Yesterday, 13 October 2018, I exposed these views of an LED (light emitting diode) signal on Irish Rail at Limerick Junction.
Take a careful look at the yellow aspects in the respective images.
In the top photo, the yellow LEDs appear relatively dim (and much dimmer than they seemed in person). On the bottom photo these are brighter.
Many LEDs do not produce constant light output and flicker many times a second. Although you cannot see this with your naked eye and the light output appears constant, in fact the light is blinking. When you use a fast shutter speed the camera only captures a portion of the light emitted and so the signal lights seem too dim.
The key when photographing LED signals is to use a relatively low shutter speed. In this case 1/60thof second is much better than 1/400th.
Another tip when making effective LED signal photos is to make the most of subdued lighting which can make the signals seem brighter than the light around them.
On the surface, it looks a like a standard pattern three-position upper-quadrant semaphore blade, commonly used by many American railways beginning about 1908.
The flat-end red blade with white stripe would have been typically used for an absolute signal that display a full stop in its most restrictive position.
There’s one critical difference with this semaphore blade; it’s a mirror of the signals typically used in the USA.
On most American railways, semaphore blades were oriented to the right, while in British practice (which includes Ireland) they are oriented to the left. (New Haven railroad was an exception).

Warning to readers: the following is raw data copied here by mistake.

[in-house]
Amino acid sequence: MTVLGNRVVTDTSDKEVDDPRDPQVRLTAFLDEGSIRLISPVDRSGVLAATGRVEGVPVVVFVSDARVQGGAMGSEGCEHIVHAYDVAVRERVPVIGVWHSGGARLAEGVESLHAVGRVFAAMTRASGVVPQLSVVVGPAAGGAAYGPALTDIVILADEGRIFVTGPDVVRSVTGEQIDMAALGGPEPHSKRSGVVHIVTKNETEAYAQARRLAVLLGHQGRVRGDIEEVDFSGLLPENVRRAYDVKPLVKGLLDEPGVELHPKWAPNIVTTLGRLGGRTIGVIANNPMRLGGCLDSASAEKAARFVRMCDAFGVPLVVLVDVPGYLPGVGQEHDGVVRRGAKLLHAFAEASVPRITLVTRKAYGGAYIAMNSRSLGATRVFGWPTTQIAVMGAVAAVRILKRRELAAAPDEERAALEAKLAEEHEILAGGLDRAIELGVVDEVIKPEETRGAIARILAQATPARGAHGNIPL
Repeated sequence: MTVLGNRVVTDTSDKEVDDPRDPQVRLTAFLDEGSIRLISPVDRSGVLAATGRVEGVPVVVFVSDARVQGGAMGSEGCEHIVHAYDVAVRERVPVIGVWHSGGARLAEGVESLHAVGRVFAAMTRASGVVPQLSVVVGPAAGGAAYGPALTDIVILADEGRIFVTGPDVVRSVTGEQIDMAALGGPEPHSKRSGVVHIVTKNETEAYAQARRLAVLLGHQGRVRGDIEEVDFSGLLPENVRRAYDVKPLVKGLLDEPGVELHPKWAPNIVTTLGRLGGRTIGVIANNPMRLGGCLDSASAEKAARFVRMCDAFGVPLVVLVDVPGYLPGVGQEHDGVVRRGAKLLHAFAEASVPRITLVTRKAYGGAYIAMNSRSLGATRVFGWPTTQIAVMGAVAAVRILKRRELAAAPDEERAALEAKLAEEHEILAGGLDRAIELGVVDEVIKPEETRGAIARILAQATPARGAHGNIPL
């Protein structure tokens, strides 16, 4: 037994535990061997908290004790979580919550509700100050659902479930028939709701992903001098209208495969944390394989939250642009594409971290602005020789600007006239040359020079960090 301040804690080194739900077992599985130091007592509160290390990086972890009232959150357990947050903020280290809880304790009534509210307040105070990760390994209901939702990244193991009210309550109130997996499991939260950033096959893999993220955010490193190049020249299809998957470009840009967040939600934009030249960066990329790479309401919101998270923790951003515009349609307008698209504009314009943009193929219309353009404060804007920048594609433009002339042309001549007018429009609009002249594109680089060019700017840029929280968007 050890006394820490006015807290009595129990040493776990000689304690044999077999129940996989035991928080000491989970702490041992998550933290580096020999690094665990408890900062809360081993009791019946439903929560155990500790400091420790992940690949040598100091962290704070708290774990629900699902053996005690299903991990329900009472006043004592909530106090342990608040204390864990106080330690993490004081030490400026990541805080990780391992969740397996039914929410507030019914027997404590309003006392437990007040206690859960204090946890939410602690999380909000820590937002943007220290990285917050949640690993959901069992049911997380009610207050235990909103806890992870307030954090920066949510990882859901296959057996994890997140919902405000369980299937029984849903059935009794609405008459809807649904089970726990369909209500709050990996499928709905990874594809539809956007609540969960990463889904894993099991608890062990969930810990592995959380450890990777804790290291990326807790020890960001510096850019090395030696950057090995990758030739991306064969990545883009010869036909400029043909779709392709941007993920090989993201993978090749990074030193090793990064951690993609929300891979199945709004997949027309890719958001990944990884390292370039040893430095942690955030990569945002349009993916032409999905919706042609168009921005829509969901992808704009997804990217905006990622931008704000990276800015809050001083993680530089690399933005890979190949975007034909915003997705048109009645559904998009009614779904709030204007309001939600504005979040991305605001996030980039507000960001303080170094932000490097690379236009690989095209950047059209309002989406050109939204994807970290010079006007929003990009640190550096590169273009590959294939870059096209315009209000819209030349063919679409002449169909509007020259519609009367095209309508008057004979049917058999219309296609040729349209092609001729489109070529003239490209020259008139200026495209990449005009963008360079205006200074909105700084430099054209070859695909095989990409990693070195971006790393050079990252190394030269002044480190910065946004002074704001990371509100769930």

I would guess that this signal is an adaptation of the American pattern for service in Britain or Ireland. But where did come from? And how did this anomalous signal blade find its way to Finglas, which is not even on a railway line.
At the moment, this stands as one of signaling’s great unsolved mysteries.
In 1996, I was living in Waukesha, Wisconsin and working for Pentrex Publishing as the Editor of Pacific RailNews. One evening shortly before sunset, a heavy fog settled in. Twilight is my preferred time to make signaling images because lower light in the sky allows for greater emphasis of signaling aspects. Fog is an added attraction, especially for searchlight signals. This style of signal head was developed by the Hall Switch & Signal Company in the 1920s. The searchlight uses a miniature semaphore in front of a focused beam of light that allows for a very low powered lamp to be sighted at a great distance. This effect is most evident when the focused light beam illuminates water droplets comprising heavy fog.